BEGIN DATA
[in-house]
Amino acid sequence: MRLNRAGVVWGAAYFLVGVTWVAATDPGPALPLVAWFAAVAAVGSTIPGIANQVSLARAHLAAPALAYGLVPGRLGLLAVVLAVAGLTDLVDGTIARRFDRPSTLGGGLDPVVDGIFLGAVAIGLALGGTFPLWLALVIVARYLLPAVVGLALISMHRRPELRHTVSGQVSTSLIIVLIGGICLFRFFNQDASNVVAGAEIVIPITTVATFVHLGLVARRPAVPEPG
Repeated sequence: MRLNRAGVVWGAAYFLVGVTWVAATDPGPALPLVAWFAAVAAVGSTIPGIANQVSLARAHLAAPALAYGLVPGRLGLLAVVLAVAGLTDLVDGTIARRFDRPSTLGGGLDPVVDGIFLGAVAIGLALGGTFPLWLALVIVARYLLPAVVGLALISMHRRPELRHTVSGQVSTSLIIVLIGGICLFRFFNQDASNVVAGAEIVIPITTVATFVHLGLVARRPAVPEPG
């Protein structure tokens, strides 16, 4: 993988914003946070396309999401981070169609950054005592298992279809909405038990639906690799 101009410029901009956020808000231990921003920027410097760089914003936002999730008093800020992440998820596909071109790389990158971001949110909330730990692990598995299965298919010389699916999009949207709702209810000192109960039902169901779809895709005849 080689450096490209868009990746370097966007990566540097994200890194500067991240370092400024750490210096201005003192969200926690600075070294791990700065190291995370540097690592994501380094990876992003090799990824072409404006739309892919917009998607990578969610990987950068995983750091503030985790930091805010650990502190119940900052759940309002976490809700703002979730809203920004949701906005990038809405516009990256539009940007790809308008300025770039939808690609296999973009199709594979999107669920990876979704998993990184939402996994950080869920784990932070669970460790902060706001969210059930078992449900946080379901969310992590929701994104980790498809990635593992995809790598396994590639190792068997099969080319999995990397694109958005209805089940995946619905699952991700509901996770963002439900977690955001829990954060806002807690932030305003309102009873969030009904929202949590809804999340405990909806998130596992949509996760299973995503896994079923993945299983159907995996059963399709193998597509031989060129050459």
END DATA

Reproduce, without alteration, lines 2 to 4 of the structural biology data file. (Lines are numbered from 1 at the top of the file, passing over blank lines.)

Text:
Amino acid sequence: MRLNRAGVVWGAAYFLVGVTWVAATDPGPALPLVAWFAAVAAVGSTIPGIANQVSLARAHLAAPALAYGLVPGRLGLLAVVLAVAGLTDLVDGTIARRFDRPSTLGGGLDPVVDGIFLGAVAIGLALGGTFPLWLALVIVARYLLPAVVGLALISMHRRPELRHTVSGQVSTSLIIVLIGGICLFRFFNQDASNVVAGAEIVIPITTVATFVHLGLVARRPAVPEPG
Repeated sequence: MRLNRAGVVWGAAYFLVGVTWVAATDPGPALPLVAWFAAVAAVGSTIPGIANQVSLARAHLAAPALAYGLVPGRLGLLAVVLAVAGLTDLVDGTIARRFDRPSTLGGGLDPVVDGIFLGAVAIGLALGGTFPLWLALVIVARYLLPAVVGLALISMHRRPELRHTVSGQVSTSLIIVLIGGICLFRFFNQDASNVVAGAEIVIPITTVATFVHLGLVARRPAVPEPG
């Protein structure tokens, strides 16, 4: 993988914003946070396309999401981070169609950054005592298992279809909405038990639906690799 101009410029901009956020808000231990921003920027410097760089914003936002999730008093800020992440998820596909071109790389990158971001949110909330730990692990598995299965298919010389699916999009949207709702209810000192109960039902169901779809895709005849 080689450096490209868009990746370097966007990566540097994200890194500067991240370092400024750490210096201005003192969200926690600075070294791990700065190291995370540097690592994501380094990876992003090799990824072409404006739309892919917009998607990578969610990987950068995983750091503030985790930091805010650990502190119940900052759940309002976490809700703002979730809203920004949701906005990038809405516009990256539009940007790809308008300025770039939808690609296999973009199709594979999107669920990876979704998993990184939402996994950080869920784990932070669970460790902060706001969210059930078992449900946080379901969310992590929701994104980790498809990635593992995809790598396994590639190792068997099969080319999995990397694109958005209805089940995946619905699952991700509901996770963002439900977690955001829990954060806002807690932030305003309102009873969030009904929202949590809804999340405990909806998130596992949509996760299973995503896994079923993945299983159907995996059963399709193998597509031989060129050459």